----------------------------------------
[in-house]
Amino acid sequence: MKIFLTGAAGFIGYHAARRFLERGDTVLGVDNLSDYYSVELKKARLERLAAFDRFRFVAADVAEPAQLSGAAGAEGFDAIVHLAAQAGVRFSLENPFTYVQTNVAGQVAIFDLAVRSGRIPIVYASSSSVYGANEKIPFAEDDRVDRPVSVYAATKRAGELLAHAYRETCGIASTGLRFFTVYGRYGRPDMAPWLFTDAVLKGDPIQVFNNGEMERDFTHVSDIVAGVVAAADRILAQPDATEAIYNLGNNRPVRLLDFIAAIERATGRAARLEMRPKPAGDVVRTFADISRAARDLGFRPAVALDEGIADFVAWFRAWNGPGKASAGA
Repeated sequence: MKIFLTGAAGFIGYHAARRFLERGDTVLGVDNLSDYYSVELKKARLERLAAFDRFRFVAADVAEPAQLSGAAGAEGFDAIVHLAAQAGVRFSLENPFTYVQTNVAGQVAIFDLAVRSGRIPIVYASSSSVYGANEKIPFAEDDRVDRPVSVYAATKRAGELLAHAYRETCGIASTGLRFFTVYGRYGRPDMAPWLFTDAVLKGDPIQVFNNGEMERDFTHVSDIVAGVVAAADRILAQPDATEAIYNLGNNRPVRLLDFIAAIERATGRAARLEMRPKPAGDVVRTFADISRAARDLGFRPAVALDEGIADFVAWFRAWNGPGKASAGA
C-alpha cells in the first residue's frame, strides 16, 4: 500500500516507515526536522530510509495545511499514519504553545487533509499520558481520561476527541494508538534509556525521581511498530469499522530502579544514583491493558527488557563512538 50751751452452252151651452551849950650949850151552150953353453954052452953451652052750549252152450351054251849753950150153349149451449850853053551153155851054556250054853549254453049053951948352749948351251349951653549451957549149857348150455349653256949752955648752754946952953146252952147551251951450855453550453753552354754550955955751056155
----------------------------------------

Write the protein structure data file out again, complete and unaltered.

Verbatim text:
[in-house]
Amino acid sequence: MKIFLTGAAGFIGYHAARRFLERGDTVLGVDNLSDYYSVELKKARLERLAAFDRFRFVAADVAEPAQLSGAAGAEGFDAIVHLAAQAGVRFSLENPFTYVQTNVAGQVAIFDLAVRSGRIPIVYASSSSVYGANEKIPFAEDDRVDRPVSVYAATKRAGELLAHAYRETCGIASTGLRFFTVYGRYGRPDMAPWLFTDAVLKGDPIQVFNNGEMERDFTHVSDIVAGVVAAADRILAQPDATEAIYNLGNNRPVRLLDFIAAIERATGRAARLEMRPKPAGDVVRTFADISRAARDLGFRPAVALDEGIADFVAWFRAWNGPGKASAGA
Repeated sequence: MKIFLTGAAGFIGYHAARRFLERGDTVLGVDNLSDYYSVELKKARLERLAAFDRFRFVAADVAEPAQLSGAAGAEGFDAIVHLAAQAGVRFSLENPFTYVQTNVAGQVAIFDLAVRSGRIPIVYASSSSVYGANEKIPFAEDDRVDRPVSVYAATKRAGELLAHAYRETCGIASTGLRFFTVYGRYGRPDMAPWLFTDAVLKGDPIQVFNNGEMERDFTHVSDIVAGVVAAADRILAQPDATEAIYNLGNNRPVRLLDFIAAIERATGRAARLEMRPKPAGDVVRTFADISRAARDLGFRPAVALDEGIADFVAWFRAWNGPGKASAGA
C-alpha cells in the first residue's frame, strides 16, 4: 500500500516507515526536522530510509495545511499514519504553545487533509499520558481520561476527541494508538534509556525521581511498530469499522530502579544514583491493558527488557563512538 50751751452452252151651452551849950650949850151552150953353453954052452953451652052750549252152450351054251849753950150153349149451449850853053551153155851054556250054853549254453049053951948352749948351251349951653549451957549149857348150455349653256949752955648752754946952953146252952147551251951450855453550453753552354754550955955751056155